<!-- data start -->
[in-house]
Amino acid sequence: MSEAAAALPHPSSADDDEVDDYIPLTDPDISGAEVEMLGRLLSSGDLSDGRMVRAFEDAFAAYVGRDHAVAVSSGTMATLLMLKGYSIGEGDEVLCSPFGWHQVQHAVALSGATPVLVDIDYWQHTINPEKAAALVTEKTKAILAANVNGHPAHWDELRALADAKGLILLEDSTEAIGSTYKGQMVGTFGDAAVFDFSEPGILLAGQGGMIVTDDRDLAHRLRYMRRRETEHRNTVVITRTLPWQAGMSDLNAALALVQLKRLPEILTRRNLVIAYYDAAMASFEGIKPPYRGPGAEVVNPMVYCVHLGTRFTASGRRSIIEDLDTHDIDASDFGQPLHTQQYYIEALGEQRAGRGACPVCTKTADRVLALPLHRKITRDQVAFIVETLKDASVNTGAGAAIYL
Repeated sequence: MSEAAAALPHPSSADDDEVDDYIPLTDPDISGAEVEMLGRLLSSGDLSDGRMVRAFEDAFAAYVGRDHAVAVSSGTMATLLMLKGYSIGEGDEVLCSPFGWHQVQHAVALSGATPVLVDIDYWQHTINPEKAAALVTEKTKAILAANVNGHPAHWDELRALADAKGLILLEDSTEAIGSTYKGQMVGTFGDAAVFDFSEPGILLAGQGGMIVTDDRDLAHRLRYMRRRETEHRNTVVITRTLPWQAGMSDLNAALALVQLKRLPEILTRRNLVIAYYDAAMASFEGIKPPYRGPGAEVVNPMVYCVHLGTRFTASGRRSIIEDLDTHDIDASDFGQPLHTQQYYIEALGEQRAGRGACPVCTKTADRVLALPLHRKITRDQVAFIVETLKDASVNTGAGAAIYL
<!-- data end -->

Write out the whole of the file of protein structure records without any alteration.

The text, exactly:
[in-house]
Amino acid sequence: MSEAAAALPHPSSADDDEVDDYIPLTDPDISGAEVEMLGRLLSSGDLSDGRMVRAFEDAFAAYVGRDHAVAVSSGTMATLLMLKGYSIGEGDEVLCSPFGWHQVQHAVALSGATPVLVDIDYWQHTINPEKAAALVTEKTKAILAANVNGHPAHWDELRALADAKGLILLEDSTEAIGSTYKGQMVGTFGDAAVFDFSEPGILLAGQGGMIVTDDRDLAHRLRYMRRRETEHRNTVVITRTLPWQAGMSDLNAALALVQLKRLPEILTRRNLVIAYYDAAMASFEGIKPPYRGPGAEVVNPMVYCVHLGTRFTASGRRSIIEDLDTHDIDASDFGQPLHTQQYYIEALGEQRAGRGACPVCTKTADRVLALPLHRKITRDQVAFIVETLKDASVNTGAGAAIYL
Repeated sequence: MSEAAAALPHPSSADDDEVDDYIPLTDPDISGAEVEMLGRLLSSGDLSDGRMVRAFEDAFAAYVGRDHAVAVSSGTMATLLMLKGYSIGEGDEVLCSPFGWHQVQHAVALSGATPVLVDIDYWQHTINPEKAAALVTEKTKAILAANVNGHPAHWDELRALADAKGLILLEDSTEAIGSTYKGQMVGTFGDAAVFDFSEPGILLAGQGGMIVTDDRDLAHRLRYMRRRETEHRNTVVITRTLPWQAGMSDLNAALALVQLKRLPEILTRRNLVIAYYDAAMASFEGIKPPYRGPGAEVVNPMVYCVHLGTRFTASGRRSIIEDLDTHDIDASDFGQPLHTQQYYIEALGEQRAGRGACPVCTKTADRVLALPLHRKITRDQVAFIVETLKDASVNTGAGAAIYL